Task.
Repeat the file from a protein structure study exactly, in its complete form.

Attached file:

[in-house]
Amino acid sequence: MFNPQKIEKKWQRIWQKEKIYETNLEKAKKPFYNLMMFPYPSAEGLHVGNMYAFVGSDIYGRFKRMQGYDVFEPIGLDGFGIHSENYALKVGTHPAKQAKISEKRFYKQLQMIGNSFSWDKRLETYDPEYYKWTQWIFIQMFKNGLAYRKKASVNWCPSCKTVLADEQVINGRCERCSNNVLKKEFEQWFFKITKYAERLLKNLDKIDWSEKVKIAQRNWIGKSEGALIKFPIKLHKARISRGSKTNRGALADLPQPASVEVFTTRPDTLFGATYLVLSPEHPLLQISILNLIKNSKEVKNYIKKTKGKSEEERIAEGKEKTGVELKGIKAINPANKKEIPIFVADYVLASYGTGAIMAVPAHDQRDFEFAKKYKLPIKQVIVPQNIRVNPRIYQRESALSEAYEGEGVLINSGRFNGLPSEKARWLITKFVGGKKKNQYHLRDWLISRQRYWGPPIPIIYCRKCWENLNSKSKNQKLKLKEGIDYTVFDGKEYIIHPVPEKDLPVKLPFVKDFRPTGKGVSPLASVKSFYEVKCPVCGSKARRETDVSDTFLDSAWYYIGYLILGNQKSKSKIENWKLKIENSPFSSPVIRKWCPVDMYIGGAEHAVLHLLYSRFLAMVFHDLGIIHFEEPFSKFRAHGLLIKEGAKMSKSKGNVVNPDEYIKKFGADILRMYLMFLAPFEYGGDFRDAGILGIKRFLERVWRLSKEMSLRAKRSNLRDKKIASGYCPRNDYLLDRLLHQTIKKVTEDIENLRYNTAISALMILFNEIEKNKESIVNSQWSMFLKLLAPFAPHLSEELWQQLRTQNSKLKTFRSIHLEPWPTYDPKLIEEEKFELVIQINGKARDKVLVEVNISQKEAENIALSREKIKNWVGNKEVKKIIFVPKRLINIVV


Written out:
[in-house]
Amino acid sequence: MFNPQKIEKKWQRIWQKEKIYETNLEKAKKPFYNLMMFPYPSAEGLHVGNMYAFVGSDIYGRFKRMQGYDVFEPIGLDGFGIHSENYALKVGTHPAKQAKISEKRFYKQLQMIGNSFSWDKRLETYDPEYYKWTQWIFIQMFKNGLAYRKKASVNWCPSCKTVLADEQVINGRCERCSNNVLKKEFEQWFFKITKYAERLLKNLDKIDWSEKVKIAQRNWIGKSEGALIKFPIKLHKARISRGSKTNRGALADLPQPASVEVFTTRPDTLFGATYLVLSPEHPLLQISILNLIKNSKEVKNYIKKTKGKSEEERIAEGKEKTGVELKGIKAINPANKKEIPIFVADYVLASYGTGAIMAVPAHDQRDFEFAKKYKLPIKQVIVPQNIRVNPRIYQRESALSEAYEGEGVLINSGRFNGLPSEKARWLITKFVGGKKKNQYHLRDWLISRQRYWGPPIPIIYCRKCWENLNSKSKNQKLKLKEGIDYTVFDGKEYIIHPVPEKDLPVKLPFVKDFRPTGKGVSPLASVKSFYEVKCPVCGSKARRETDVSDTFLDSAWYYIGYLILGNQKSKSKIENWKLKIENSPFSSPVIRKWCPVDMYIGGAEHAVLHLLYSRFLAMVFHDLGIIHFEEPFSKFRAHGLLIKEGAKMSKSKGNVVNPDEYIKKFGADILRMYLMFLAPFEYGGDFRDAGILGIKRFLERVWRLSKEMSLRAKRSNLRDKKIASGYCPRNDYLLDRLLHQTIKKVTEDIENLRYNTAISALMILFNEIEKNKESIVNSQWSMFLKLLAPFAPHLSEELWQQLRTQNSKLKTFRSIHLEPWPTYDPKLIEEEKFELVIQINGKARDKVLVEVNISQKEAENIALSREKIKNWVGNKEVKKIIFVPKRLINIVV